17 Mar 2021

Currently some women at risk of preterm birth are referred to a specialist Preterm Birth Prevention Clinic alongside standard care, while the majority are offered standard care only. Only 33 consultant-led hospitals have a specialist preterm clinic out of 187 hospitals offering UK obstetric care (Care et al., 2018). 

Guidance recommends a new ‘Preterm Birth Surveillance Pathway’ (NHS England, 2019a) to standardise care and to reduce the preterm birth rate. This involves midwives assessing all women for their risk of preterm birth. Women at high or intermediate risk should be referred to a Preterm Birth Prevention (PBP) Clinic alongside normal care, where they can be offered further screening tests and interventions.

This pathway is in the NHS standard contract, meaning maternity providers should implement this by April 2020 (NHS England, 2019b). This study known as IMPART (Implementation of the Preterm Birth Surveillance Pathway), aims to research how, why, for whom, to what extent and in what contexts the Preterm Birth Surveillance Pathway is  or isn’t being implemented through a realist evaluation.

New born baby

Study aims

  • To identify contexts and mechanisms leading to both positive and negative outcomes in terms of implementation of the PBP
  • To understand the relationship between the contexts, mechanisms and outcomes in implementing the PBP
  • To identify and assess a range of implementation outcomes in implementing the PBP, and any unintended consequences
  •  To determine optimal implementation theories for effective national uptake of PBP, to produce a set of recommendations to implement the pathway in a range of hospitals

Secondary clinical objective

  •  Determine whether implementation of the pathway will reduce the incidence of women having a preterm birth (liveborn and stillborn).

How the study will be carried out

The research will be carried out through a realist evaluation, approach that is based on an assumption that projects and programmes work under certain conditions and are influenced by the way that different stakeholders respond to them. Instead of just asking ‘what works?’, realist evaluation asks ‘what works, for whom, in what circumstances?’ (Pawson and Tilley, 1997). The mixed methods data collection includes: women and staff interviews, observing staff, analysing hospital documentation, and analysing routinely collected hospital and administrative data across three demographically different case sites situated in different local maternity systems.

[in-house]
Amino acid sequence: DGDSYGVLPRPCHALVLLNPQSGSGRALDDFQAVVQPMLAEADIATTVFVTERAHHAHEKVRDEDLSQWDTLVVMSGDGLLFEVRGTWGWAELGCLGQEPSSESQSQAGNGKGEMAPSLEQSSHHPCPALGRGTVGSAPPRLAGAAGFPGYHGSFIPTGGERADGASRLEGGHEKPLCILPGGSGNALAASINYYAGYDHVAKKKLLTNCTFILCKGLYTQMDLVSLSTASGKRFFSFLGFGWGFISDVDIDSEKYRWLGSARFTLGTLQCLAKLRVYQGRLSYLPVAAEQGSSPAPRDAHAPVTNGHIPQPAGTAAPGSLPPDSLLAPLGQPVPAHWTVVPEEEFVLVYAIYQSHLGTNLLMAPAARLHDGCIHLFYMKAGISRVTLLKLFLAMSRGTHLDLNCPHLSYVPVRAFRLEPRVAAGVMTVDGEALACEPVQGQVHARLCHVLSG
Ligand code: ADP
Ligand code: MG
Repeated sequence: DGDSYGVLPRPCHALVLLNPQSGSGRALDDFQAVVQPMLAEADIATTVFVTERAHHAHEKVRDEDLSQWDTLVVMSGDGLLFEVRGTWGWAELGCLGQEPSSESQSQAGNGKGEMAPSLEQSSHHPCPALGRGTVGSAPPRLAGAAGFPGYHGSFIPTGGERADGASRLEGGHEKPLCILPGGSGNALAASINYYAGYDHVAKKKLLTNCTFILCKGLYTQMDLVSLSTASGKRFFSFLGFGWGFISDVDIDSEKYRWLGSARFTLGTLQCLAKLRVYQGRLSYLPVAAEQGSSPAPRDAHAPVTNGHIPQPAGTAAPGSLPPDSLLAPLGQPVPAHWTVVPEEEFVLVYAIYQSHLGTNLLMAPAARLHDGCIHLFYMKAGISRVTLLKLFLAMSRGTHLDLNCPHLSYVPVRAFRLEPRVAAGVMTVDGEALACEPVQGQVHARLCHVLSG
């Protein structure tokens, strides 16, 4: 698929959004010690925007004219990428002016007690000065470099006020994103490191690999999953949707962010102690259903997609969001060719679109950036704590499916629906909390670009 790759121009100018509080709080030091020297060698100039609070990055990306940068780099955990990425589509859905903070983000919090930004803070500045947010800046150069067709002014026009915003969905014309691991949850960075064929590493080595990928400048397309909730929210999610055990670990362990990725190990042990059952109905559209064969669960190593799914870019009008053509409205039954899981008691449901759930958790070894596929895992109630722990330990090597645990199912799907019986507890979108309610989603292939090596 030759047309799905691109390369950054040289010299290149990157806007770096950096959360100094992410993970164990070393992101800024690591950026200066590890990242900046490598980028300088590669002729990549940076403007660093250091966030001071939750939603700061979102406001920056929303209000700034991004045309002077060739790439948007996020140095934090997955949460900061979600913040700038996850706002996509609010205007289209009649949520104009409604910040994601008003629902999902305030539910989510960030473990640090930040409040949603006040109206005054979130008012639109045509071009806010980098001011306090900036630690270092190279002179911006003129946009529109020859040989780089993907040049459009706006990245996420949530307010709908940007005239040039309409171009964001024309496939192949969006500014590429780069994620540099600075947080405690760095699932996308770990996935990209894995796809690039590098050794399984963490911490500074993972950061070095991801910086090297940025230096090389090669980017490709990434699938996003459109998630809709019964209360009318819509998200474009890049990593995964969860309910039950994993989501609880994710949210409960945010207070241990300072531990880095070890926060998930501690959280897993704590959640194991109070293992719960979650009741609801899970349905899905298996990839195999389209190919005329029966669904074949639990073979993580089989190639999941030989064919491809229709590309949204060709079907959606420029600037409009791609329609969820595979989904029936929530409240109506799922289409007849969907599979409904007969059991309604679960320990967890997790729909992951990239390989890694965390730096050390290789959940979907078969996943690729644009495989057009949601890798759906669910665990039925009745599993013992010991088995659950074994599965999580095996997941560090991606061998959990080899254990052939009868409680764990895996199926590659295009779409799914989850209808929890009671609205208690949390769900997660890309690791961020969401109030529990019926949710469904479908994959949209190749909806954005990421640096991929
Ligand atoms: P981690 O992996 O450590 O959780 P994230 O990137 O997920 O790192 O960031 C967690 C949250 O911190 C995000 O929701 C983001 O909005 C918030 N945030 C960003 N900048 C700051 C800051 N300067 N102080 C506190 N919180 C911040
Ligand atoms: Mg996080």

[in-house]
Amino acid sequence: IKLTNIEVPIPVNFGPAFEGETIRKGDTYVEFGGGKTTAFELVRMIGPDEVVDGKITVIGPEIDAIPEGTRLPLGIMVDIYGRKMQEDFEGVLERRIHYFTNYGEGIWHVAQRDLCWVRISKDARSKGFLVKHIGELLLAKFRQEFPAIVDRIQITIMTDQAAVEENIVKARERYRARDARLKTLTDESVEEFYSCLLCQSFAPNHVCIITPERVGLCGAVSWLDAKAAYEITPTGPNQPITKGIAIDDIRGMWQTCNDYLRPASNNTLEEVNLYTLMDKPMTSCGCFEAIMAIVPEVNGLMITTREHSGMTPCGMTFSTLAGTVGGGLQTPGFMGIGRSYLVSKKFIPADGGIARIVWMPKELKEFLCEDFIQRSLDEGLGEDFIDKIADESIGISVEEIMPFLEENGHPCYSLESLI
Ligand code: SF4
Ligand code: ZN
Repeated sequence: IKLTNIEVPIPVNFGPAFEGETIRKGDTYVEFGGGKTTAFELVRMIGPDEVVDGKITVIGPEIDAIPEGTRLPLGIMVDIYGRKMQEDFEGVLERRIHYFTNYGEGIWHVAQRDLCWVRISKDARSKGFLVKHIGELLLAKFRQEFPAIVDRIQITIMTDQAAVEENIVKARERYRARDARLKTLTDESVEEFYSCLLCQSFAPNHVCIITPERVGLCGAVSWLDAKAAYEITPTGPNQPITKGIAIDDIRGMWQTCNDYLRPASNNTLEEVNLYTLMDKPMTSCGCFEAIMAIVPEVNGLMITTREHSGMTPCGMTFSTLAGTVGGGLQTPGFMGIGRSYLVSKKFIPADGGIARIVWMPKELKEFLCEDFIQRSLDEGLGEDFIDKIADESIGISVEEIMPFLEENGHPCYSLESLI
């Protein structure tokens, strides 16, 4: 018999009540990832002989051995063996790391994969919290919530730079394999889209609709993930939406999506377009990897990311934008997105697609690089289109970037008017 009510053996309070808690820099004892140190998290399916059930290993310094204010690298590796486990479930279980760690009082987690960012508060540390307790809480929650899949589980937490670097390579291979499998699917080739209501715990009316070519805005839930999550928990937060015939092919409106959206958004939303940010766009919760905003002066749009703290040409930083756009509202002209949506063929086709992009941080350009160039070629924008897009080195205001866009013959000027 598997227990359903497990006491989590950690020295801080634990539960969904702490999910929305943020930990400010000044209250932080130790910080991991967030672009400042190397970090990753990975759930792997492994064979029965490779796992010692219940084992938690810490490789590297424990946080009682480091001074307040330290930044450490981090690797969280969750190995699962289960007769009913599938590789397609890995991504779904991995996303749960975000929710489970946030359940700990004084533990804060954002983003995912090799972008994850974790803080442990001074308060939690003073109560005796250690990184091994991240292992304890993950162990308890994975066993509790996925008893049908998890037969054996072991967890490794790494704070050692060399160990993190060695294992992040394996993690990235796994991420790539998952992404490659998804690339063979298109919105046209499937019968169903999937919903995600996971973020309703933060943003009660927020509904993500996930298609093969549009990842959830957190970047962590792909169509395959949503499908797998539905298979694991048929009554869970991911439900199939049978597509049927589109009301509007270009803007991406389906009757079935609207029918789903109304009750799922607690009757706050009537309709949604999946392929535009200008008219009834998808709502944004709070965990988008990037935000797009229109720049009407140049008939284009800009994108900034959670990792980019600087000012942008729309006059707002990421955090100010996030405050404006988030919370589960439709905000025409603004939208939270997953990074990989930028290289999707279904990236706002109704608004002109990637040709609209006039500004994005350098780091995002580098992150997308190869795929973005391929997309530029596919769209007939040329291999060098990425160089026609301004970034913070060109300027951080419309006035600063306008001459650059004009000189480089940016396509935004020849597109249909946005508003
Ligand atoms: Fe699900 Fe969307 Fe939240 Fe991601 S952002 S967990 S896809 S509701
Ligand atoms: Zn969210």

The research will involve collaboration with a range of networks and experts in the fields of preterm birth, realist evaluation, implementation science and midwifery – all of which are crucial for this project. These include supervisors Prof Sandall from King's College London, Dr Dalkin at Northumbria University, and Prof Shennan from King's College London. Mary Newburn, (a health researcher and consultant in patient and public involvement in maternity services) is also involved, alongside Tommy’s and Bliss charities (who have written letters of support for this project).  The research lead is also a member of the London Maternity Clinical Network Perinatal Morbidity and Mortality Working Group, and the UK Preterm Birth Network.

How this research is meeting the needs of local people

While the current preterm rate is 8% in the UK, we know that particular groups of women are more likely to have a preterm birth. These include women living in deprived neighbourhoods, and women who are from Black, Asian and/or minority ethnic backgrounds. Areas in south London include some of the most deprived parts of the city and south London is one of the most ethnically diverse areas in England.

Babies that are born preterm have high rates of neonatal mortality. Those that do survive often have short and long term health problems, which can affect their whole adult life.

Benefits of the research

This research will produce a set of recommendations for implementing the pathway in a range of hospitals. This will ensure the Preterm Birth Pathway is implemented effectively, helping to decrease the preterm birth rate from 8% to 6% by 2025 (Department of Health, 2017), and reduce the annual NHS preterm birth cost of over one billion pounds (Mangham et al., 2009).    

How service users are involved in the research

A patient and public involvement (PPI) meeting will be held (inviting up to five women who have recently given birth) to explain the project, discuss mutual expectations, develop and review study documents. As busy new mothers, their expectations regarding involvement will be discussed and all meetings will have teleconference facilities to simplify attendance. Effort will be made to recruit PPI women from groups at higher risk of preterm birth (e.g.  women who identify as Black or Black British). 

Throughout the study, the research team will meet the project advisory group (invited members to include the four women from the initial PPI meeting above). As realist evaluation is an iterative, non-linear process, regular PPI input throughout the study will be crucial to honing the research at each stage. At the end of the study, a dissemination plan will be co-developed with the project advisory group.

The study is funded by an NIHR Clinical Research Doctoral Fellowship. It was adopted by ARC South London in November 2020 and will be completed by September 2023.